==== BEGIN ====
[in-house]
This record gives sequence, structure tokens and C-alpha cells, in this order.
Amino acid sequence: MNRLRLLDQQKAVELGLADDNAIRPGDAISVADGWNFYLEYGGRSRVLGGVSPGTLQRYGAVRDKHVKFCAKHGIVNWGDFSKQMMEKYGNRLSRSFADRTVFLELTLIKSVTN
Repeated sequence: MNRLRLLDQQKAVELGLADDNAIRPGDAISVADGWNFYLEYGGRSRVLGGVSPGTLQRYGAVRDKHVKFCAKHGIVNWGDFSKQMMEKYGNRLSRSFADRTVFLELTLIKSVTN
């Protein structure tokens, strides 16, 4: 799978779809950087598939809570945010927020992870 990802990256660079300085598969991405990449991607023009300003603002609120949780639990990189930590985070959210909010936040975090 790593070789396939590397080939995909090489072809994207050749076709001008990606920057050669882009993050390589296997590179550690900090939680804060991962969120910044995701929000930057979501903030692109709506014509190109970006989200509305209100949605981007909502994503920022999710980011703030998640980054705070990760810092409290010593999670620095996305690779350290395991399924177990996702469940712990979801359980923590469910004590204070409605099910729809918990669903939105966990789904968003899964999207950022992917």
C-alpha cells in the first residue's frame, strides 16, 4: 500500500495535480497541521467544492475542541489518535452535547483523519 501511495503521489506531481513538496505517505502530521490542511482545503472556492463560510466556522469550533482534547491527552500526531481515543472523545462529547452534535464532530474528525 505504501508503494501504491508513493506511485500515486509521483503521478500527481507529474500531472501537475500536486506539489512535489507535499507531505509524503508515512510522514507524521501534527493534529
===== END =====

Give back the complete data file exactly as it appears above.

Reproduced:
[in-house]
This record gives sequence, structure tokens and C-alpha cells, in this order.
Amino acid sequence: MNRLRLLDQQKAVELGLADDNAIRPGDAISVADGWNFYLEYGGRSRVLGGVSPGTLQRYGAVRDKHVKFCAKHGIVNWGDFSKQMMEKYGNRLSRSFADRTVFLELTLIKSVTN
Repeated sequence: MNRLRLLDQQKAVELGLADDNAIRPGDAISVADGWNFYLEYGGRSRVLGGVSPGTLQRYGAVRDKHVKFCAKHGIVNWGDFSKQMMEKYGNRLSRSFADRTVFLELTLIKSVTN
């Protein structure tokens, strides 16, 4: 799978779809950087598939809570945010927020992870 990802990256660079300085598969991405990449991607023009300003603002609120949780639990990189930590985070959210909010936040975090 790593070789396939590397080939995909090489072809994207050749076709001008990606920057050669882009993050390589296997590179550690900090939680804060991962969120910044995701929000930057979501903030692109709506014509190109970006989200509305209100949605981007909502994503920022999710980011703030998640980054705070990760810092409290010593999670620095996305690779350290395991399924177990996702469940712990979801359980923590469910004590204070409605099910729809918990669903939105966990789904968003899964999207950022992917």
C-alpha cells in the first residue's frame, strides 16, 4: 500500500495535480497541521467544492475542541489518535452535547483523519 501511495503521489506531481513538496505517505502530521490542511482545503472556492463560510466556522469550533482534547491527552500526531481515543472523545462529547452534535464532530474528525 505504501508503494501504491508513493506511485500515486509521483503521478500527481507529474500531472501537475500536486506539489512535489507535499507531505509524503508515512510522514507524521501534527493534529